But Japan is also a major importer of crude oil, especially from GCC states. Together, Saudi Arabia and the UAE supply more than half of Japan’s crude oil imports. That oil is refined into transit fuels (gasoline, diesel) and plastics. Substituting for one or the other would be extremely difficult and costly; it would compromise long-term contracts and face stiff resistance from Tokyo. Taking this logic a step further, if the UAE forced buyers to choose sides it would presumably cut itself off from Qatari gas as well. Some 25% of the UAE’s gas comes from Qatar via the Dolphin pipeline.
So far, the UAE is the only energy buyer to experience a material disruption because of the GCC showdown.
So far, the UAE is the only energy buyer to experience a material disruption because of the GCC showdown. Two of its refineries, Jebel Ali and Ruwais, were forced to halt imports of Qatari condensate when all sea traffic was suspended on June 5. Last month, there was confusion over whether ships coming to and from Qatar would be allowed to fuel up at the UAE’s bunkering hub in Fujairah, which is common for tankers arriving and departing from the Gulf. Reports suggest that restriction was lifted after only a week (Qatari-flagged vessels are still banned from UAE ports.) Other restrictions on “co-loading” tankers with Emirati and Qatari crude were eased almost immediately after shippers started to complain—literally within days.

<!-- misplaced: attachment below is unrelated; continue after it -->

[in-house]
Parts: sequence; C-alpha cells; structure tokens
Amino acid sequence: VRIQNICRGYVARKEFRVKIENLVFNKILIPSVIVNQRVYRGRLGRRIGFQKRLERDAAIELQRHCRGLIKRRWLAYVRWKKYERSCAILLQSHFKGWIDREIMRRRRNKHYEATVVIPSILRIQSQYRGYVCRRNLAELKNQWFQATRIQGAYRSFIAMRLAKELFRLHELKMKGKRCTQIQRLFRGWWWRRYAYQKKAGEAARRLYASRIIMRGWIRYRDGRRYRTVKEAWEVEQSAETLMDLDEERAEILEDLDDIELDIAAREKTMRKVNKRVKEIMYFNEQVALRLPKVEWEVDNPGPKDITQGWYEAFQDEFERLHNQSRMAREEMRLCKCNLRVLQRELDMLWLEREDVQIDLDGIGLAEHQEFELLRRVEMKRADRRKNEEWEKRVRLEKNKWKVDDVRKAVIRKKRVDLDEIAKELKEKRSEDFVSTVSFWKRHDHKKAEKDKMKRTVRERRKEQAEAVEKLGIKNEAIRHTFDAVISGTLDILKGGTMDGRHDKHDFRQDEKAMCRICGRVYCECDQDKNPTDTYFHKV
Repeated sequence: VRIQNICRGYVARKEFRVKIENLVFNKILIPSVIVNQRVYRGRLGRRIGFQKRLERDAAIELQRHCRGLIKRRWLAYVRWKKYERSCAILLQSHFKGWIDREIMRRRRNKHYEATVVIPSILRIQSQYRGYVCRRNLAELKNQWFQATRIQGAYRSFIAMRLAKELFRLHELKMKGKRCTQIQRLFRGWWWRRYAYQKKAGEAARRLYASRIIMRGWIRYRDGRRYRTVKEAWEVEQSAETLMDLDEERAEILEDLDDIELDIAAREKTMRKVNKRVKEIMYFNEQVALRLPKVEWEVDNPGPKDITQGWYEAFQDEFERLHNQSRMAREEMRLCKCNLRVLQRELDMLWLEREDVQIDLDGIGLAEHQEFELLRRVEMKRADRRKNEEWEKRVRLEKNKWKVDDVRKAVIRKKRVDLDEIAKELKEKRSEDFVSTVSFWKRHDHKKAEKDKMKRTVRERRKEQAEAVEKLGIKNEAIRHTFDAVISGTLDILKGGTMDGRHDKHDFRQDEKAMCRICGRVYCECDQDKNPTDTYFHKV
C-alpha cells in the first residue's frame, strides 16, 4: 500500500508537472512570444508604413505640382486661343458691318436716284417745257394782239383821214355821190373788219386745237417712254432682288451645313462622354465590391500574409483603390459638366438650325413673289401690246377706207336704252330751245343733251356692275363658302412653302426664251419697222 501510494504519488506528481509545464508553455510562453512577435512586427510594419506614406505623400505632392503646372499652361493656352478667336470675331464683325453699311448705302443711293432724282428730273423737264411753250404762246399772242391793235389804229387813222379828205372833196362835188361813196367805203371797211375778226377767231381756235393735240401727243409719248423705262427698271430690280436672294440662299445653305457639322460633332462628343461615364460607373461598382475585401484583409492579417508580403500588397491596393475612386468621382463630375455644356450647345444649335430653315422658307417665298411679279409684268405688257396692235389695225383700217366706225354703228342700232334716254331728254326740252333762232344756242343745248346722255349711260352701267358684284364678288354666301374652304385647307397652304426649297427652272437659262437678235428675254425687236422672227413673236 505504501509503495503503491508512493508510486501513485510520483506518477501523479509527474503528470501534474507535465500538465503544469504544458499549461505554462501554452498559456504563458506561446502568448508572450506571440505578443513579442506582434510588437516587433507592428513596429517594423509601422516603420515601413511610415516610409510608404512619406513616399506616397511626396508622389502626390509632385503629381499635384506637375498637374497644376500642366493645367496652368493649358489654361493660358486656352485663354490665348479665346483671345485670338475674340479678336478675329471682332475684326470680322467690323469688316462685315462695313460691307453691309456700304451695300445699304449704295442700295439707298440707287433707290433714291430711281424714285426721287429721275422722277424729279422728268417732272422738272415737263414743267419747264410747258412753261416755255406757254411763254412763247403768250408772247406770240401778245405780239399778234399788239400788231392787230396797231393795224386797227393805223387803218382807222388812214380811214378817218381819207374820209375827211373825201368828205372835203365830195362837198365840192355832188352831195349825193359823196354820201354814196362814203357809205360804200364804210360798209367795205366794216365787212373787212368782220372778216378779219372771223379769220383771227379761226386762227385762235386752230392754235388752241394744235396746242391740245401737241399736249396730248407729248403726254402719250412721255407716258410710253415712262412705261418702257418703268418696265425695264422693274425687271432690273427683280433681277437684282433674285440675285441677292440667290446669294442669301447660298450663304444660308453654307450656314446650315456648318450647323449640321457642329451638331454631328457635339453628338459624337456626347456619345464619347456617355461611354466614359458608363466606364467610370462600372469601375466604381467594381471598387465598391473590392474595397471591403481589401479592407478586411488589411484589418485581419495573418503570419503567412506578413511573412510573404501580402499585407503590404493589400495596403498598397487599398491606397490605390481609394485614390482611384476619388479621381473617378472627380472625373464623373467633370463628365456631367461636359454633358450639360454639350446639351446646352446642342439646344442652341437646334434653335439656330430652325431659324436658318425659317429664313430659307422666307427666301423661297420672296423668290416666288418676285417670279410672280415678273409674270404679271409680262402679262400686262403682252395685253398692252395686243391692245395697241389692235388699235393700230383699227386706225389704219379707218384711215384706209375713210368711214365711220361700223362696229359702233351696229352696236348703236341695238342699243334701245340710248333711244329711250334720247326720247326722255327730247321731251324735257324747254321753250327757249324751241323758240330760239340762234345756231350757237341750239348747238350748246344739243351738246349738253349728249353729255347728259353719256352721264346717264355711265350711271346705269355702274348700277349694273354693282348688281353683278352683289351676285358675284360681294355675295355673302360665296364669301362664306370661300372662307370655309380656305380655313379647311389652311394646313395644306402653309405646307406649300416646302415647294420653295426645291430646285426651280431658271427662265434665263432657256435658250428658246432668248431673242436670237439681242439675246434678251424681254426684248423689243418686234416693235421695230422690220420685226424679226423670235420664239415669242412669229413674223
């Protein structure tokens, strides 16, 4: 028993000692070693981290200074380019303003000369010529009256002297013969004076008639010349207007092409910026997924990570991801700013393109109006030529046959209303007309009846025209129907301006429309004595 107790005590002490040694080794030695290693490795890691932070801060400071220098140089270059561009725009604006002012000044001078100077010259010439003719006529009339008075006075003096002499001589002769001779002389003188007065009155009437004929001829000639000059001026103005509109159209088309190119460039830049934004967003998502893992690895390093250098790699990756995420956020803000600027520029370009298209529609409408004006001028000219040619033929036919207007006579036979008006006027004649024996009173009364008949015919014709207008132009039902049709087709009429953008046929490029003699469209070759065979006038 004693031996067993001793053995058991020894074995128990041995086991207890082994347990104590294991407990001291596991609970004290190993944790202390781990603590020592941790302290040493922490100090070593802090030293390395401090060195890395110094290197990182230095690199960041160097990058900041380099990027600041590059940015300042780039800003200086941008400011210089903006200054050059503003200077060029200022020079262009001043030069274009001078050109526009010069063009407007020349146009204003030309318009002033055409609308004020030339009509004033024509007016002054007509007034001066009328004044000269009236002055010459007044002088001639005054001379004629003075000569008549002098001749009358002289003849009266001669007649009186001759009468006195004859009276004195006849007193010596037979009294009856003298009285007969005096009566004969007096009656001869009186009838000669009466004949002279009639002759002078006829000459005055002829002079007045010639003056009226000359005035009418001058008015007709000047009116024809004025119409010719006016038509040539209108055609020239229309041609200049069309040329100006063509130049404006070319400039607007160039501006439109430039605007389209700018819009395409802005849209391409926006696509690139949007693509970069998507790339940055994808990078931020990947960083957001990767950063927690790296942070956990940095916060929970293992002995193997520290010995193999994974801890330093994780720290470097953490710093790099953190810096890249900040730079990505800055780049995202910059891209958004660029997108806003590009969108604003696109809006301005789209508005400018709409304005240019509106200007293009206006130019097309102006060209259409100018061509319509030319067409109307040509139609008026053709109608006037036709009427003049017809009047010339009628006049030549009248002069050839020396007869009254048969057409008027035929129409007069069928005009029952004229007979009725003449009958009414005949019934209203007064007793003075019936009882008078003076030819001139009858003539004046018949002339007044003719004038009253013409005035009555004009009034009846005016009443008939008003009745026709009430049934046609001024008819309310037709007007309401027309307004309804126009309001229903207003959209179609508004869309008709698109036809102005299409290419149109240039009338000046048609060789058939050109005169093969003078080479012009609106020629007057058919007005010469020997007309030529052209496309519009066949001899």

Qatar, for its part, could have responded by cutting off gas exports to the UAE, which is suspected of instigating the crisis on false pretenses back in May. But doing so would have been counter-productive for no less than three reasons. First, it makes little sense to forfeit the revenue. Cutting off the UAE would also have the effect of cutting off Oman, which is tied into the same pipeline network. Alienating a neutral country and losing even more revenue is not a winning strategy. There’s also the reputational cost of taking a hostile action against a neighbor, when Qatar is advancing the narrative that it’s the victim.
The appeal of more extreme measures could grow over time. “Nuclear options” like forcing trade partners to choose between the boycotters and Qatar could still be adopted later even if they seem absurd or reckless now.
The GCC crisis has largely been a distraction for markets. Both sides have shown concern for those customers and interests which are caught in the middle. Restraint rules for now—but how much longer will it last? So far the “boycott” has proven affordable for both the boycotters and the boycotted. Qatar’s Emir Tamim, in his first speech since the crisis began, sounded defiant on July 21. Everyone seems to think time is on their side, meaning the crisis could last months or even years.
If that’s the case, the appeal of more extreme measures could grow over time. “Nuclear options” like forcing trade partners to choose between the boycotters and Qatar could still be adopted later even if they seem absurd or reckless now. The trick for the United States, as it seeks common ground and a unified GCC position, is to find a solution before either side feels it must resort to threatening energy.